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‘Toward the United Front’: Translations for the twenty-first century

On February 3, 120 socialists took part in a Toronto meeting to celebrate publication of Toward the United Front: Proceedings of the Fourth Congress of the Communist International, 1922, available in paperback from Haymarket Books. This 1,300-page volume is the seventh book of documents on the world revolutionary movement in Lenin’s time edited by John Riddell. Riddell’s address to the Toronto meeting, below, explains the purpose of the book and the publishing project. For the video record, see LeftStreamed.

By John Riddell

It’s now your turn to read, utilize, and comment on the book. I believe you will find it surprising and even contradictory. Here are nine features that startled me as I read through the congress for the first time.

  1. Far from directing the congress, the Bolshevik leaders are divided. For example, regarding transitional demands, one Bolshevik leader, Karl Radek, sides with the German delegation against the Bolshevik reporter, Nikolai Bukharin. In the end the German position carries.
  2. On many issues, the congress concludes in a different spot than where it began. Thus Comintern President Gregory Zinoviev began by insisting that the term “workers’ government” was merely a synonym for soviet rule, but by the end, he had adopted a broader view.
  3. Often the decisive impulse came not from the Comintern Executive but from front-line delegates. Here’s one instance. Fascism had just taken power in Italy. Opening reports to the congress praised the record of Italian Communists, who had rejected united action against Fascist attacks. But seven delegates from the floor called for a united front against Fascism, and that position won acceptance just as the congress closed.
  4. Delegates argued not so much from doctrine or from the Bolshevik example as from their own experience. For example, the celebrated categorization of forms of workers’ governments in the congress resolution was not exhaustive, as Zinoviev explained; it merely surveyed the forms expressed in political life at that moment.
  5. Sometimes, the congress is indecisive. Thus, regarding workers’ governments once again, it published, without explanation, no less than three different versions of its resolution.
  6. Key issues are left unresolved. Is the purpose of a united front to expose and discredit rival workers’ leaders or to join with them in constructive action? Both, one might say. But in the congress, some leaders emphasized one approach and some the other, while the resolution stuck to the middle of the road.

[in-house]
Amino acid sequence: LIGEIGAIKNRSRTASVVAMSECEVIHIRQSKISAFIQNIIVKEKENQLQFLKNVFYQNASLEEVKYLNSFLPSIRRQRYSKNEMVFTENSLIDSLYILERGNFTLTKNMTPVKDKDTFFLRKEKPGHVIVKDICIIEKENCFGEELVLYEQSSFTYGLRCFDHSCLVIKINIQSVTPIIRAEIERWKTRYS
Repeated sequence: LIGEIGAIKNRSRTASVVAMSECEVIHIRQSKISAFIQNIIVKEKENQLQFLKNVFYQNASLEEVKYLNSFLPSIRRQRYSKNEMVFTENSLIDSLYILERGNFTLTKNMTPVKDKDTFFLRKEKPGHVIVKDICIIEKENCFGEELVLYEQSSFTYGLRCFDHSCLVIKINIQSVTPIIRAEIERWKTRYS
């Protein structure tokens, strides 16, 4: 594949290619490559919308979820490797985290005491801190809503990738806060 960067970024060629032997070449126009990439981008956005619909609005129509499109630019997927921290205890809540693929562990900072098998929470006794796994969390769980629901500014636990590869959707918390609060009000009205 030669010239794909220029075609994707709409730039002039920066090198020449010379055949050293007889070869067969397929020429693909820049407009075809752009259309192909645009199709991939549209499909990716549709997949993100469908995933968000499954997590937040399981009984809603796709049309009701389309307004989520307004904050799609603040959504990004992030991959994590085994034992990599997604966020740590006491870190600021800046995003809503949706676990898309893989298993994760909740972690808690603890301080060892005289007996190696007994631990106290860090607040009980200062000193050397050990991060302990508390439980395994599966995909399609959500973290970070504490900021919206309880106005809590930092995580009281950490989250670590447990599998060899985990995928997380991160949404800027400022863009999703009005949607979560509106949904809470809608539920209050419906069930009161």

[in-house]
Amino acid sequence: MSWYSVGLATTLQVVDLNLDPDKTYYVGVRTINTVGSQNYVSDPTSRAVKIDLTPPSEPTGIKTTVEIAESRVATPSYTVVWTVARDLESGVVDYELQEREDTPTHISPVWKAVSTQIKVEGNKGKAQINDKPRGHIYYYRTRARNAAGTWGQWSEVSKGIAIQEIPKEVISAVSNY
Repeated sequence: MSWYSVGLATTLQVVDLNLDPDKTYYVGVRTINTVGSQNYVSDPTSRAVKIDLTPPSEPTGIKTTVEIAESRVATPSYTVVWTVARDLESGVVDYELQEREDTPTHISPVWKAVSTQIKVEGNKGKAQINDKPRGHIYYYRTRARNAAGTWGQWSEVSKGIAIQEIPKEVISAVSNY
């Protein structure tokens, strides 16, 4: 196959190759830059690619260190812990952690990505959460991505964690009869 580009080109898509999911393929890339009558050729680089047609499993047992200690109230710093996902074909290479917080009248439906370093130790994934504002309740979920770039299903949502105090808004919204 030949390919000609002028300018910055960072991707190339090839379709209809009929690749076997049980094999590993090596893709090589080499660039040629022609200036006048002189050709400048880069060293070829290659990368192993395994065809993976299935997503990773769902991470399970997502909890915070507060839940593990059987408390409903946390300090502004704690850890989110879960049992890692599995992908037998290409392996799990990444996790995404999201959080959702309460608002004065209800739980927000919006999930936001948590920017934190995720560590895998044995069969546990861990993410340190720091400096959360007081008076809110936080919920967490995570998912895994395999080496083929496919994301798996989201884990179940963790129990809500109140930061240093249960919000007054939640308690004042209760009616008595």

7. On some issues, the Comintern was visibly conflicted. Consider the discussion on colonialism. Many delegates criticized chauvinist attitudes among Communists in the imperialist countries. But in addition, no less than seven different delegates assailed the Fourth Congress itself for insufficient attention to the colonial question. They were backed up by a collective protest by thirteen delegations.
  8. In another conflicted area, the oppression of women, the congress accepted ambiguity. It pledged support to the Comintern’s network for work among women, which was defined as merely an area of work to be carried out by both women and men. Yet the women leaders habitually called these structures the “Communist Women’s Movement,” called their journal “The Communist Women’s International,” and acted accordingly.
  9. The greatest gains recorded by the Congress took place in peripheral fields of work, such as sending material aid to Soviet Russia, defending political prisoners, campaigning for colonial liberation, organizing revolutionary women and youth. All these fields that all relate to the Comintern’s task of winning broad social hegemony. It was here, not in its declared goal of revolutionary party-building, that the Comintern scored its most enduring successes.

One of my articles on the congress, which you’ll find on my website, is entitled “The Periphery Pushes Back.” It expresses my impression that the driving force behind the congress debates was not so much the Comintern Executive but the working-class vanguard in capitalist Europe, which was divided between a layer impatient for a quick revolutionary success and a layer seeking to achieve workers’ unity in action. That view contradicts the mainstream view of Comintern historiography. My introduction is thus more ambitious than in my Pathfinder days: it assembles evidence for a reinterpretation. When you read the book, see if you agree.

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